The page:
James McLaren Formula E
The NEOM Mclaren Racing Formula E team was created through the acquisition of last year’s championship car from Mercedes-EQ. – McLaren Racing

Synergies exist between the single seater and rally series. Lessons learned about battery power and sustainability in the electric SUV carry over so long as one is mindful of keeping focus on the individual needs and nuances of each series.

Especially now that electric racing technology has caught up, and is ready to surpass, the existing technology that has gone into building street cars.

When internal combustion engines gained the upper hand soon after automobiles were invented, racing paced alongside. The pressure of competition pushed the development of their commercial equivalents. The same has not necessarily been true of electric cars. Street cars were not designed to undergo the same stress as racecars – and that vulnerability showed up on the racetrack.

“Formula E has come along a long way,” James said. “I think one of the most notable developments is in the battery technology. In Gen 1, you had the drivers jumping from one car to another car midrace because the battery technology and capacity simply wasn’t where it needed to be to do the full distance. That obviously changed in Gen 2 and we saw a power increase as well to the 250 kilowatts.

“Now going to Gen 3, we have 350 kilowatts in a smaller battery. But that means that we’re relying on the regeneration of energy and for that reason, we’ve got also the opportunity to regenerate on the front axle as well as the rear axle now. So, there’s all sorts of things that are developing in the right direction.

“In terms of throttle response, actually, we’re now in a situation with electric racing and the motors that it’s instantaneous. And one of the advantages of electric over combustion engine is that the torque is instantaneous as well, so that gives you a lot more room to play with.”

No matter the power source, racing has always been about resource management. Drivers and teams select tire strategies they believe produce the fastest elapsed time and fuel conservation comes into play.

On one hand, electric racing is the same, but there is a critical difference. With the battery as both the power source and an integral part of the engine, there are multiple reasons to manage it.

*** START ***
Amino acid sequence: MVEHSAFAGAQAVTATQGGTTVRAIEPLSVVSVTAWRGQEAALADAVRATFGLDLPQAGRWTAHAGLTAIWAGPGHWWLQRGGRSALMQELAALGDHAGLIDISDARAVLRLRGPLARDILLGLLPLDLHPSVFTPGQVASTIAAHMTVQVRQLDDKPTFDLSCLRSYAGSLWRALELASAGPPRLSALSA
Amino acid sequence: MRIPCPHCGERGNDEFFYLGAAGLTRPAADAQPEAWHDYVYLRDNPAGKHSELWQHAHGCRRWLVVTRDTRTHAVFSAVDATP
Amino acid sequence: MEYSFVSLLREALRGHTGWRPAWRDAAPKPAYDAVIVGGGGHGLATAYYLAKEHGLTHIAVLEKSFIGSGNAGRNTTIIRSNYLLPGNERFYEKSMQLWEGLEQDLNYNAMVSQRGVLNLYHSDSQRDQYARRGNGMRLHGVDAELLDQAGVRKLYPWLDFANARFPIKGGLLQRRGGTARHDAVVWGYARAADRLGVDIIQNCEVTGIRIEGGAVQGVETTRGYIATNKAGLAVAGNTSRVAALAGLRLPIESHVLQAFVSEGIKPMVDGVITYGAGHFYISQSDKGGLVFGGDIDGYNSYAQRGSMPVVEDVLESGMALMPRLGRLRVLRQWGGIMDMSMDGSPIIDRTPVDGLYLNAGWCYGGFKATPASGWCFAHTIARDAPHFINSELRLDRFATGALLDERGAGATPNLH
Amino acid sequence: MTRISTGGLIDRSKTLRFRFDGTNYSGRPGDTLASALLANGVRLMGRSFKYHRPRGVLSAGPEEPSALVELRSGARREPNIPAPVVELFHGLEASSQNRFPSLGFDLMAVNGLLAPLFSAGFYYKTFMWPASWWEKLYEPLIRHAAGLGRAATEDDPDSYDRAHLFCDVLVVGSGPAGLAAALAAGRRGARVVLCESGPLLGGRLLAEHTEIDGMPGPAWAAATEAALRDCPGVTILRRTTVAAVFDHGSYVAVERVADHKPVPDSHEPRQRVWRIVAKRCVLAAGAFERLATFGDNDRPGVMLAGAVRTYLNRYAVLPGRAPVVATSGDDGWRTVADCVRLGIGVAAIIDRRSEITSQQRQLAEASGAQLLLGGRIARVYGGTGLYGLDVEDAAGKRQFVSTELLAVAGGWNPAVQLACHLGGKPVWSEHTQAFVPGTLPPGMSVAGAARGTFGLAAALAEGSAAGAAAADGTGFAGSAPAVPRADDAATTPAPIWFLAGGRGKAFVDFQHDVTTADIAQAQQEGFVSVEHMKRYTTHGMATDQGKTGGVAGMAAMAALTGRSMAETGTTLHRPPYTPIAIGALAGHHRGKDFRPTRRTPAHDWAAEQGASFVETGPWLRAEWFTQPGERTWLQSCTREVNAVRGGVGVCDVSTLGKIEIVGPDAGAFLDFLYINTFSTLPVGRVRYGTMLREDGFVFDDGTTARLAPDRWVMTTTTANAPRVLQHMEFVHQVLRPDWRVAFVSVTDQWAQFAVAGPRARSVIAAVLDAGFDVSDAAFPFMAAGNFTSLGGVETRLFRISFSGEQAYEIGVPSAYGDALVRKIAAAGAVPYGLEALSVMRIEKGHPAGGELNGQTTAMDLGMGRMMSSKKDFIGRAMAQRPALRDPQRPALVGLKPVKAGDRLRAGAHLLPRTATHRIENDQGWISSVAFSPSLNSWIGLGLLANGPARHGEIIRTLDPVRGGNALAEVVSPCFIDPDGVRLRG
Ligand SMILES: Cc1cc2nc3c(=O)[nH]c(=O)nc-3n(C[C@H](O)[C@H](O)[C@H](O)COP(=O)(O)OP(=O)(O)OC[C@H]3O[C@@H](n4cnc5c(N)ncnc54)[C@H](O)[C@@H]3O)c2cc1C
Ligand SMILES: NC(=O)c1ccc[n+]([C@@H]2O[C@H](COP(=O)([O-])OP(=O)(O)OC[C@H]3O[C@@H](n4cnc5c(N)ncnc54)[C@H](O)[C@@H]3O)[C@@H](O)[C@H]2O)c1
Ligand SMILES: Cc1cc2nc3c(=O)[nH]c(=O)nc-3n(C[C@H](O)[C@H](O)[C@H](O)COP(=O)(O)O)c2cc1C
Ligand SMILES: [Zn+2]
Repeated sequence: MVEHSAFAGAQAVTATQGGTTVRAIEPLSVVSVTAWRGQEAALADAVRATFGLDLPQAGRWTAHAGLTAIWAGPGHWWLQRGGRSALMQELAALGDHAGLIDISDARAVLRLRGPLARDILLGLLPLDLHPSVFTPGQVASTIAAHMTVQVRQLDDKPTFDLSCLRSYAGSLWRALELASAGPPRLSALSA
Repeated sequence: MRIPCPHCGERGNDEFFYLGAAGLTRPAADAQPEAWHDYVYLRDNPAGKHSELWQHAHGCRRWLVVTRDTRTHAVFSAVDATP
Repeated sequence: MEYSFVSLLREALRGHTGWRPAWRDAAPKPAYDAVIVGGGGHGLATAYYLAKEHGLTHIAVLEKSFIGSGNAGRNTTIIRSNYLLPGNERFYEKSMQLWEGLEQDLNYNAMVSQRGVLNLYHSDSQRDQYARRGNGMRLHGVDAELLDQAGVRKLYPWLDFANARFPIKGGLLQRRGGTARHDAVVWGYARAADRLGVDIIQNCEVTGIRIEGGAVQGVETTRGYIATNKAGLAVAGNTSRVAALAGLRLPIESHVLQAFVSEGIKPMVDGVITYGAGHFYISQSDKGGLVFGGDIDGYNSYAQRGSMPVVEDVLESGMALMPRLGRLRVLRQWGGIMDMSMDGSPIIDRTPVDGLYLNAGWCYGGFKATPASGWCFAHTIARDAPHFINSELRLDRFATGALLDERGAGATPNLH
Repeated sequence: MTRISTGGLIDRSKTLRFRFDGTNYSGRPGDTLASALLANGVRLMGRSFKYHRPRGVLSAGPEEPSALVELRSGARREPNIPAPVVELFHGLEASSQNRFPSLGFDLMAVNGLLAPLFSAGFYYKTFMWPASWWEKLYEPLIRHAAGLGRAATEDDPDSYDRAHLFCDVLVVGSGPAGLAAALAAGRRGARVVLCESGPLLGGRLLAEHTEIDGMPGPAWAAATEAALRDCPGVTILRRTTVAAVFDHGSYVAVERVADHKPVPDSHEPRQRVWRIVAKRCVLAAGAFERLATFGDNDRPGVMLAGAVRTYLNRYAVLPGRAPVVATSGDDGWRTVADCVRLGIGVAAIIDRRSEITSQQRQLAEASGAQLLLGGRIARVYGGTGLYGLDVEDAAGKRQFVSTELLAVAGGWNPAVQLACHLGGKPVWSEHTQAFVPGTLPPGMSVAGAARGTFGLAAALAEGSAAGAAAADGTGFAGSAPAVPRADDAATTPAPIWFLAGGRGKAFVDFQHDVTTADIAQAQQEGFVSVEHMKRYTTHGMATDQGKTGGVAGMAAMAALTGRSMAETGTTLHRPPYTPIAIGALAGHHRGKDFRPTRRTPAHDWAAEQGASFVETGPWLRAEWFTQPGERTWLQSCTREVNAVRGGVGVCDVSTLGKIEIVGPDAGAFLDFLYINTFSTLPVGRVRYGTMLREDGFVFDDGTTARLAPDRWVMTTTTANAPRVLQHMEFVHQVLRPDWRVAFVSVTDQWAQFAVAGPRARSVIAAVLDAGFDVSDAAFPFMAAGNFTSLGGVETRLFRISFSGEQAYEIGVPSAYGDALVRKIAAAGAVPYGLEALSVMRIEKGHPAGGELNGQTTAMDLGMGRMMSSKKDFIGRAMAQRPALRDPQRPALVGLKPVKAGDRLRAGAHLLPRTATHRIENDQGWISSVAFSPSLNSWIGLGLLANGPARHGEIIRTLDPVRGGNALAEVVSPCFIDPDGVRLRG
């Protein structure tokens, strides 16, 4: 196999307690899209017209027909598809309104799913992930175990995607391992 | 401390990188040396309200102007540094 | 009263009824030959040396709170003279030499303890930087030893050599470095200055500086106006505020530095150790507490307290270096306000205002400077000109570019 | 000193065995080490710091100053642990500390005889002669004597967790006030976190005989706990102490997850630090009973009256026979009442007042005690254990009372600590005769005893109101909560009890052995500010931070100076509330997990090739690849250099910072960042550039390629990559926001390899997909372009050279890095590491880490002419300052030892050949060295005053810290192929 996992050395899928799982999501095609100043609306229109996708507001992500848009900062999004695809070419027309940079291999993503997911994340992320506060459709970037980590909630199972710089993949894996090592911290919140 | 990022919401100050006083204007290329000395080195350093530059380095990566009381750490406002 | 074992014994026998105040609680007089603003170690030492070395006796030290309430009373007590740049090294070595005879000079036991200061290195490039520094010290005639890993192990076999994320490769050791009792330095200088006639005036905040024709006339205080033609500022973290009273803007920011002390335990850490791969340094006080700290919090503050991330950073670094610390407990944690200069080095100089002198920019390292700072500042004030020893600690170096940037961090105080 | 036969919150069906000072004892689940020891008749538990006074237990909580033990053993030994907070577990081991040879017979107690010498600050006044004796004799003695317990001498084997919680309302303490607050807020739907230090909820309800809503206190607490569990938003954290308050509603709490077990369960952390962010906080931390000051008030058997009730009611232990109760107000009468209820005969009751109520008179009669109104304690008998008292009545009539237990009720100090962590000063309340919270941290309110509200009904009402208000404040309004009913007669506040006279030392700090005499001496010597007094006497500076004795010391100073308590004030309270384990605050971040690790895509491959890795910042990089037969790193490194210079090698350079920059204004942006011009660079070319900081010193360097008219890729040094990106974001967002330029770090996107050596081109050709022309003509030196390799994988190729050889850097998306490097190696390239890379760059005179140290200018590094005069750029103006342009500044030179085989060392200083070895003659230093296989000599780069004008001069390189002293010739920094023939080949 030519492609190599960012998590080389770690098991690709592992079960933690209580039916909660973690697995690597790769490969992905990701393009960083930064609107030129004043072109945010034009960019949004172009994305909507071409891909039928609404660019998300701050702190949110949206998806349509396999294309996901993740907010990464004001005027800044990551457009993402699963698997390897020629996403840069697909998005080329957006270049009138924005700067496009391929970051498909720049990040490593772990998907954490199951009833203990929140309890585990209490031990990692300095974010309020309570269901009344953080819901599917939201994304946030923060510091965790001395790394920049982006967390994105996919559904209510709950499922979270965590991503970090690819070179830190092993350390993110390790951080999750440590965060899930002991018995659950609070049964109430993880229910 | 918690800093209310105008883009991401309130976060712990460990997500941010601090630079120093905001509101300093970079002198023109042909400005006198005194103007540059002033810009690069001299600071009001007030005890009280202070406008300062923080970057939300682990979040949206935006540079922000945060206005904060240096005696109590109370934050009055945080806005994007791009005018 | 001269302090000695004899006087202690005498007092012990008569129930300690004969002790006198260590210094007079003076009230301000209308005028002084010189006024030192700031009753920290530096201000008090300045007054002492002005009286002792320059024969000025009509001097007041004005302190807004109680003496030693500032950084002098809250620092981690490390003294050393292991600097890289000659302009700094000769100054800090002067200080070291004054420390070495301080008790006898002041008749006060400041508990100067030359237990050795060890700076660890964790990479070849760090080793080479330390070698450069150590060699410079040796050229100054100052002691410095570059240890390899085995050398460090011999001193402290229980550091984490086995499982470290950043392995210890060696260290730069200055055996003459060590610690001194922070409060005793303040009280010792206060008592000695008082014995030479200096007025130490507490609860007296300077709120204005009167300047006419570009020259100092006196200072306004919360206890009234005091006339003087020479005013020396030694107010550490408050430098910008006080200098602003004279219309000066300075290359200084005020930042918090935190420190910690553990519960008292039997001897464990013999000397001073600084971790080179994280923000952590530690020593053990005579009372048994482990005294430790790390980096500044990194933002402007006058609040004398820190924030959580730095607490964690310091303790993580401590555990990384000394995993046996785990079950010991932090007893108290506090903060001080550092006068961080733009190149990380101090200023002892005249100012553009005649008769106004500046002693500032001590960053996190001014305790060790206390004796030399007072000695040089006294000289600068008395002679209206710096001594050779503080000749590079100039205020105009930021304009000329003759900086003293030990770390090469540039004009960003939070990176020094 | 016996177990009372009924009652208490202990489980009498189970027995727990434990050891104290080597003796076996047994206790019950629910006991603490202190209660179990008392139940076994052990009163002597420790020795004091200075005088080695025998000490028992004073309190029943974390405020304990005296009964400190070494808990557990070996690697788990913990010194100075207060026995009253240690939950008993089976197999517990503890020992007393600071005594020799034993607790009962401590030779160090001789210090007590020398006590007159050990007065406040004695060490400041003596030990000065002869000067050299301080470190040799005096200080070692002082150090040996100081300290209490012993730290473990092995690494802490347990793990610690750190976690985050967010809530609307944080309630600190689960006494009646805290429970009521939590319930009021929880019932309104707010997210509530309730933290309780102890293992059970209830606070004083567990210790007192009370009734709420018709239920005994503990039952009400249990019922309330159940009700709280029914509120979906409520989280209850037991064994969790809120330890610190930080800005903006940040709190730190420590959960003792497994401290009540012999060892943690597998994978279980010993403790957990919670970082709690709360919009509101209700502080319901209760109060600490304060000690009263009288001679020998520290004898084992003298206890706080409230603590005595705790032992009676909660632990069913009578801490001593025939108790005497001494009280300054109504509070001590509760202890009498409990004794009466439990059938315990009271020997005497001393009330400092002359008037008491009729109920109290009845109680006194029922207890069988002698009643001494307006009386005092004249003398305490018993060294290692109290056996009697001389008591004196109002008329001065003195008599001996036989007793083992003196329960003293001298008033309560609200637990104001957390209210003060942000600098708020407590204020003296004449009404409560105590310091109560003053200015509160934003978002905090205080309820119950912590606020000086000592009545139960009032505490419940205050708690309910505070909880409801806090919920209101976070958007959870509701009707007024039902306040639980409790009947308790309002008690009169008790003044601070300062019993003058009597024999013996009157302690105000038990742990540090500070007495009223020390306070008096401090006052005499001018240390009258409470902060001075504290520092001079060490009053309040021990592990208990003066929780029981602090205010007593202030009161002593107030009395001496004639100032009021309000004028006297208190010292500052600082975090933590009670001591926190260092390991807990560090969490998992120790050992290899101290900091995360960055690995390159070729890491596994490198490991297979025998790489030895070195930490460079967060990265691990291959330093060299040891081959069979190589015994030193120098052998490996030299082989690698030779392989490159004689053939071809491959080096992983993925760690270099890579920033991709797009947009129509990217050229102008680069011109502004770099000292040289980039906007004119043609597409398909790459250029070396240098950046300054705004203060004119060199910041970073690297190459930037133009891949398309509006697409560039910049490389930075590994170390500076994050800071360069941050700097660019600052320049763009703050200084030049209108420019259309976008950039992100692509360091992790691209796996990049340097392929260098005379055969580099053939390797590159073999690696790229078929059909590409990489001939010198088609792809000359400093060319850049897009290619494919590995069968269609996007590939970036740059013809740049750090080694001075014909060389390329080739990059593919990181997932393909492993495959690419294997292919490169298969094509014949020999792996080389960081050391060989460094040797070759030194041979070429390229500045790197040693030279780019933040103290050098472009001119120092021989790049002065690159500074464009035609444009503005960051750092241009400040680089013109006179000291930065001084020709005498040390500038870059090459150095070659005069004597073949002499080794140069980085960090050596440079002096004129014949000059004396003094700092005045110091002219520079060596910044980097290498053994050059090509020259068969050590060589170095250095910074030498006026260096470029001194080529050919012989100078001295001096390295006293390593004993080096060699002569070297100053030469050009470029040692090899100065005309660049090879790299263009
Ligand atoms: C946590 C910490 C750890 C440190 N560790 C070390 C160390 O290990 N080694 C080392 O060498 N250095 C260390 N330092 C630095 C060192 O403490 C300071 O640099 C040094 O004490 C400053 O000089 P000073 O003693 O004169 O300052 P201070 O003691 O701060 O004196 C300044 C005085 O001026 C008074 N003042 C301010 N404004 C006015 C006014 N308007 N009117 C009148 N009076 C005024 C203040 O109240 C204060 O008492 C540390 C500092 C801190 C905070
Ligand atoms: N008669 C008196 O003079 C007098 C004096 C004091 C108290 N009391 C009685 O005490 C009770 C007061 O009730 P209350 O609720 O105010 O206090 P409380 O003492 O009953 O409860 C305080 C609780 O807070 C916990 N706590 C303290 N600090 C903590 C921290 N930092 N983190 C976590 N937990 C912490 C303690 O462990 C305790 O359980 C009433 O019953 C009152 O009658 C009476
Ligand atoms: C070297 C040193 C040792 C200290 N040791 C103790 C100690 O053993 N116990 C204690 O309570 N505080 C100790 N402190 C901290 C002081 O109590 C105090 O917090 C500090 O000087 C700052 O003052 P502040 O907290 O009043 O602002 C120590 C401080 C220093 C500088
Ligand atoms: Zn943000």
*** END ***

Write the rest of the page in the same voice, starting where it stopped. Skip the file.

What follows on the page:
In electric racing, the brain of the car is the software – and that is where James sees the greatest room for advancement.

“As we are working with our drivers and engineers – and start to look at functionality to improve our efficiency and our performance, that’s something we’ll continue to push because that development is open throughout the season,” James said. “That’s going to be our focus going forward and provides enough of a challenge for us to get our teeth into.

“What’s going to be fascinating is as Formula E continues, is to really look at which areas of development on the car are going to be the most relevant and ensuring that we can focus on those together with the manufacturers so we continue and use the series as a platform for technical development that can then feed back into the road car side of things as well.

“At the end of the day, that’s what motorsports always been, a very powerful tool for, and I see Formula E as no exception.”

James McLaren Formula E
Jake Hughes and Rene Rast were chosen for their ability to drive fast and execute the necessary strategy for energy management. – McLaren Racing

Selecting Rast and Hughes as McLaren’s Formula E drivers was not simply because they know how to drive fast. James believes both drivers have the mental aptitude to execute energy management strategies throughout the race and squeeze maximum performance.

“As with many other motorsports, you’ve got a certain amount of energy that you’re able to deploy during the race and the management of that energy is absolutely crucial,” James said. “What we’re seeing typically in electric motorsports now is the hardware side of things. The efficiencies that we’re seeing in the powertrain as a whole, they’re getting up to the sort of 96%, 97%, 98% efficiency, so the gains that you get through that further and further become more marginal.”

With much more room for improvement, software is a different matter. To make the best decisions, the drivers need data, and that is where James believes McLaren Formula E will make their greatest impact.

“And then you really switch that focus to the software and that’s where you’re going to see the most the most improvement and the most gains,” James continued. “It’s then using that software to ensure that you’re deploying the energy in the most efficient manner during race, and thereby giving the driver the most performance. And that’s something which is incredibly complicated, but I find it a fascinating area to work in.

“The benefit of being involved in racing is you can really push the envelope in a way that you can’t do on road cars. And I think that that’s where that value comes in. It means that you accelerate the development a lot quicker. We will get ahead of the curve – and we are getting ahead of the curve now – and that will mean that the electric motorsports remain part of the overall development process.

“The key to that is also making sure that the racing’s exciting and fun for the fans. If we can, we can tick both of those boxes, then it’s got a very bright future ahead of it.”